Mobile & Responsive Design: Hype or Hope? (Infographic)

It is a dream for many people responsible in the developer field: Creating a mobile app once, without the need to amend it for any screen, any device or any audience. Responsive web design is said to be able to deliver just that – one size design fits all kind of a thing. But is it really true?

In days where more than 20% of all web traffic is generated via leading e-commerce websites coming from mobile devices, responsive web design is becoming an alternative many developers are thinking about. Not surprising, right?! The unique screen resolutions has been growing from 97 in 2010 to 232 in 2013. For those retailers that wanted to rise the number of online shoppers alongside with the growth of screens coming via not desktop resolutions, responsive design became a new and attractive option.

For the marketing and web optimization guys from Monetate, it seems there is only one real alternative if companies don’t believe in their customers to download their mobile app: responsive web design. Still, mobile shopping is not a hype anymore, it has become the real revenue driver in e-commerce. There is an expected $38.8 billion spend on smartphones and tablets according to eMarketer in America in 2013 which is forecasted to grow up to $108.6 billion by 2017.

However, brands might argue that the development is not cheap at all. If you see another alternative or have the proof that responsive design is not the only alternative, let us know…

Responsive-Web-Design-Infographic

Study: Increase in marketers social spendings expected (Infographic)

With their recent study The Creative Group predicts that the majority of advertising and marketing executives (62%) expect an increase of their company’s spending on Facebook marketing in the follwoing twelve months – 9% more than they predcited one year ago.

Not surprisingly, the advertising spend on Facebook leads the list of social ad spendings. However, the majority of executives will also invest in other channels more than last year: LinkedIn (51% up from 38%) and Google+ (50% from 41%). Twitter is also on the plan for a budget increase with 48%, as well as Youtube (40%), Pinterest (35%) and Instagram (32%)

Although this shows a great breakdown of all industry sectors and job titles in an overview, the different industry segments and job titles varied in their view on budget increase:

Facebook
– Large companies (100+ employees): 74% of marketers expect an increase in Facebook spend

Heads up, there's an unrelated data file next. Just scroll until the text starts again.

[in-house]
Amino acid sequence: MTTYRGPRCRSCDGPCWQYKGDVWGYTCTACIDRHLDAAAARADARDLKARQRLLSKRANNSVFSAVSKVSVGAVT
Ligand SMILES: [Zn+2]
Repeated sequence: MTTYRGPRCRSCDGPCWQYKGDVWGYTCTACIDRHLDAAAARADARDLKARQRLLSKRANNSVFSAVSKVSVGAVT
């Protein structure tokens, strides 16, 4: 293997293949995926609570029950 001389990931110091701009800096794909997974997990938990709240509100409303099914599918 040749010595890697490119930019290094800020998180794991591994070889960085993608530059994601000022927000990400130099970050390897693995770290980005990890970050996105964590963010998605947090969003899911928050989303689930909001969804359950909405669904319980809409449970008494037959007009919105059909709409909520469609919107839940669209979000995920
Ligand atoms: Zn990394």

– Smaller companies (100-249 employees): 60% predict an increase for Facebook spendings

Twitter
– 57% of advertising executives expect an increase in spendings
– 48% of marketing executives expect an increase in ad spends
– 12% of marketing execs expect a decrease in spend
– 6% of advertising executives expect a decrease

The study was based on a US survey of 300 marketing executives and 100 advertising executives.

How about your marketing budget planes with Facebook, Twitter and the likes? Increase or decrease?

Forecast-Social-Media-Spend-2013

5% of negative online reviews are deceptive, finds MIT study

© carlos castilla - Fotolia.com

© carlos castilla – Fotolia.com

We all know that ratings, reviews and recommendations -the 3 R’s of the social consumer- rule the modern world of shopping and our daily customer journeys. When we are trying to figure out the coolest holiday hotel, the latest gadget or the cheapest flights, people tend to rely on what online reviews tell them before purchasing whatever they are longing for. Online reviews make a big impact on our life and happiness, and turn the customer journey into a big secret. Nielsen and Forrester have shown in their studies how we find trust in brands and products, and reviews play a significant role in the purchase decision-making processs.

But what if reviews are simply wrong, or bought from people that don’t flag these reviews as hidden content marketing derivates? Years ago, we might have asked our friends or close people where to go for dinner, what music tape to buy, or which book to read, we now just go online and read what some foreigner might have said. No matter which mentality this person has, which preferences, which background, which age and gender. The 3 Rs make our decisions easier, we think.